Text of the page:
The early work of Munich-born Lion Feuchtwanger, son of a well-to-do Jewish margarine manufacturer, deals with the contemplative wisdom of the Eastern versus the Western (Nietzschean) philosophy of action. Prime examples for this theme are his drama Warren Hastings (1916), which was later reworked, together with Bertolt Brecht , into Kalkutta, 4. Mai (1927), and his drama about the German November Revolution of 1918, Thomas Wendt (1920). The theme of contemplation versus action, materialism versus spirituality, was initially continued in Feuchtwanger's most important works, his historical novels.
For Feuchtwanger the historical novel, which for him includes works that deal with the recent past or with problems of the present, should not merely depict life and events of the past, but rather it should deal with problems and issues of the present in historical garb. Through his historical novels he wants to gain insights from history for the present and the future. Historical facts are a mere means for him to gain distance from the present, thus gaining a better perspective. His almost Hegelian underlying philosophy is that the course of history is marked by progress of humanity toward a society governed by reason, even if here and there reason suffers a temporary defeat and the development seems to be going backward a step or two.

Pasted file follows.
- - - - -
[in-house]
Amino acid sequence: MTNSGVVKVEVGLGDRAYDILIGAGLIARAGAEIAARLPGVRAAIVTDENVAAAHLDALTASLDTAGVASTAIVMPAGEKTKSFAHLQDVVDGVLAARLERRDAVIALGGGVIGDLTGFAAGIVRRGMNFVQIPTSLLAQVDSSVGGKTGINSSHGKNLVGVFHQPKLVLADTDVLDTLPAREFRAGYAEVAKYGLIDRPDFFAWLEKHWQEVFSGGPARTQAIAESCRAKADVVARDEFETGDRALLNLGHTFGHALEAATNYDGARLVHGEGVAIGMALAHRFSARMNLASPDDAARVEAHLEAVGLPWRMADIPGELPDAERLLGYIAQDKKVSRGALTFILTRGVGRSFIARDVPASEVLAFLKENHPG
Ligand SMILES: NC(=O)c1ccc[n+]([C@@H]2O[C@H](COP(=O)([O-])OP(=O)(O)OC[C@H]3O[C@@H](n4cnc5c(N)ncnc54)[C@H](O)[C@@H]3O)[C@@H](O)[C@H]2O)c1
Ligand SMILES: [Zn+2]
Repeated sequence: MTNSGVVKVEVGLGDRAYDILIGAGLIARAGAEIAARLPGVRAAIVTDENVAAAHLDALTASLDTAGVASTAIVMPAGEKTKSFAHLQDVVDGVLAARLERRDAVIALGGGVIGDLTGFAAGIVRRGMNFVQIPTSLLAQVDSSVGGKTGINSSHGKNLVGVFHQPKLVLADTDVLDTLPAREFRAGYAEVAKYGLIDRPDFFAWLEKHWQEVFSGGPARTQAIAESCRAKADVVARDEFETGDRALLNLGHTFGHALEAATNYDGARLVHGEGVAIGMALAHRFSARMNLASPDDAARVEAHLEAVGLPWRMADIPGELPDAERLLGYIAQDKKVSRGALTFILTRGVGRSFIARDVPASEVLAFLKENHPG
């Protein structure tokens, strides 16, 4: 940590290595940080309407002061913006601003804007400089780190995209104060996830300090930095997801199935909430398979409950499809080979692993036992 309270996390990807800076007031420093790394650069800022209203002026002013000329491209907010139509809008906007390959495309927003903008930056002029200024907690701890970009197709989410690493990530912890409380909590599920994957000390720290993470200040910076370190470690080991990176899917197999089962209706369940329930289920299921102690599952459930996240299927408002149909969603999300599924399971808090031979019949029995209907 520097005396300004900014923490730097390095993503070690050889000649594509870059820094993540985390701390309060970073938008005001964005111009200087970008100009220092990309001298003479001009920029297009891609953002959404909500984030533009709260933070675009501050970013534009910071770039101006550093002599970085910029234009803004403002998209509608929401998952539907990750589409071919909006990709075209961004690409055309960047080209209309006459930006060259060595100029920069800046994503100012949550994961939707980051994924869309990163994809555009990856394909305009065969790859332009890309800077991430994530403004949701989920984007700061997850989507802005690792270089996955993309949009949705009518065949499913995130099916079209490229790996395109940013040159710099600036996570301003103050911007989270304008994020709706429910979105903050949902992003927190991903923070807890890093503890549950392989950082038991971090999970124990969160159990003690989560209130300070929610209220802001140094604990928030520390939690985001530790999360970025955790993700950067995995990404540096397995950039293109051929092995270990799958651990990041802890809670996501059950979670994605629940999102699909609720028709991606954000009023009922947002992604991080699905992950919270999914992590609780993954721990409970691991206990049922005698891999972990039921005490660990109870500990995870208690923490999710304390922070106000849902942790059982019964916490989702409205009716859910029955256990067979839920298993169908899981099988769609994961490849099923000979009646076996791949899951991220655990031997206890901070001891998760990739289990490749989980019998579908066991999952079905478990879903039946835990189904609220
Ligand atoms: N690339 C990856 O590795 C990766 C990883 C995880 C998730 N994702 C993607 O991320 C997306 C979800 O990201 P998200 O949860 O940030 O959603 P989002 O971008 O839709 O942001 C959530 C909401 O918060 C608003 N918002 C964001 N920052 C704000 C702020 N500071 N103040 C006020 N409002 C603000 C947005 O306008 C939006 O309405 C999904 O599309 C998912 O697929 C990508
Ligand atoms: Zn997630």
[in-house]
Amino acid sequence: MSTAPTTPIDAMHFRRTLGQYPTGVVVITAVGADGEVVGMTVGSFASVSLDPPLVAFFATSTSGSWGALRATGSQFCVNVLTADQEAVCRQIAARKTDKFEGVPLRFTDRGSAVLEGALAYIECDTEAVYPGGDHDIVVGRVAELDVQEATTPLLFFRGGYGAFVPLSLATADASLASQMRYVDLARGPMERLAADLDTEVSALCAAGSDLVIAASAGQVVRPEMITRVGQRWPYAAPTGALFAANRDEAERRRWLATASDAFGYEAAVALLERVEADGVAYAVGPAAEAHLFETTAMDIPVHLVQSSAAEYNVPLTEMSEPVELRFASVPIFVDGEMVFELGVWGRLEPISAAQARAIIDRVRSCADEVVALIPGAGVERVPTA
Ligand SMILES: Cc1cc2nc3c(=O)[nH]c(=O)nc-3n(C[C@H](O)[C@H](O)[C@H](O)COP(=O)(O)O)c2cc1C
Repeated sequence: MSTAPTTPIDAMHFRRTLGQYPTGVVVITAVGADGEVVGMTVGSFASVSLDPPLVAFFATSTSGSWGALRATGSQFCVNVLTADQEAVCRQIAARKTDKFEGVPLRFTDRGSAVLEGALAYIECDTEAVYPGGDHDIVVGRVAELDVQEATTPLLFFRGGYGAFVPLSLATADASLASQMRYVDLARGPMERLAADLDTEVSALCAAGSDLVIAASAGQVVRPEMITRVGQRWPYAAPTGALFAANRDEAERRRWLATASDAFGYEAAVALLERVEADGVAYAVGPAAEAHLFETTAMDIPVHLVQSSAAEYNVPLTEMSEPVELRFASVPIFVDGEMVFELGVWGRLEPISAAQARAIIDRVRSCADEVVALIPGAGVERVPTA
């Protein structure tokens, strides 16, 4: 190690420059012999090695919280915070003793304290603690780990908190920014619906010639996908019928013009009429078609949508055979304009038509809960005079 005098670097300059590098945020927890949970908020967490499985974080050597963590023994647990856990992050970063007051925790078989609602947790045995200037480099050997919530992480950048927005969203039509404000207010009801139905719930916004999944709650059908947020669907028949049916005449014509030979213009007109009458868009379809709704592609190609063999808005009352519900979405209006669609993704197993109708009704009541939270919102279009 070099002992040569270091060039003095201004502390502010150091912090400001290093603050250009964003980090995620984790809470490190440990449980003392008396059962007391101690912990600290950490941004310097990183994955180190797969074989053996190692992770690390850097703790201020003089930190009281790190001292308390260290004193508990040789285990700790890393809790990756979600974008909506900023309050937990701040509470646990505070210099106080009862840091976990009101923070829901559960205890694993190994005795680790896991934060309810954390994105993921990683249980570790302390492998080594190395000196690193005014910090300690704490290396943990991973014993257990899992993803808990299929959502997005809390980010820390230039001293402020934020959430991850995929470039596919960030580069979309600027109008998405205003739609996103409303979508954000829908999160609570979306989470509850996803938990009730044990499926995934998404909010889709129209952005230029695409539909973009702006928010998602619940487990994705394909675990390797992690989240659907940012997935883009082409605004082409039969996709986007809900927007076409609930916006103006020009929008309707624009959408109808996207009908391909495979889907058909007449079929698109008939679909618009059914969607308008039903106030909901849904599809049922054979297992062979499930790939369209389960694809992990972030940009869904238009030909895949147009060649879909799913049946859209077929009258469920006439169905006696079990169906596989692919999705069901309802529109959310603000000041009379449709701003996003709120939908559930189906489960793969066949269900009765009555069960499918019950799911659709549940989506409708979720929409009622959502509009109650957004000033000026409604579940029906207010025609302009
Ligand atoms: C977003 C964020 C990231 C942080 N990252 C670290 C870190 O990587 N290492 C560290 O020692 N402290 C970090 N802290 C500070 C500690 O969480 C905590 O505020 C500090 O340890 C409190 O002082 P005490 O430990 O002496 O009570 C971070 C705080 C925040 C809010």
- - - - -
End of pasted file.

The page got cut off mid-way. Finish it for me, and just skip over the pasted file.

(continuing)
Adhering to this theory, Feuchtwanger wrote The Ugly Duchess (1923), in which the fourteenth-century duchess Margarethe of Tyrol tries in vain to cope with her physical ugliness by shrewdly reigning her country. In his perhaps biggest international success, Power (1925), the eighteenth-century "Court Jew" Süss-Oppenheimer undergoes an inner development from a life of frantic activity to an attitude of contemplation and acceptance of his fate.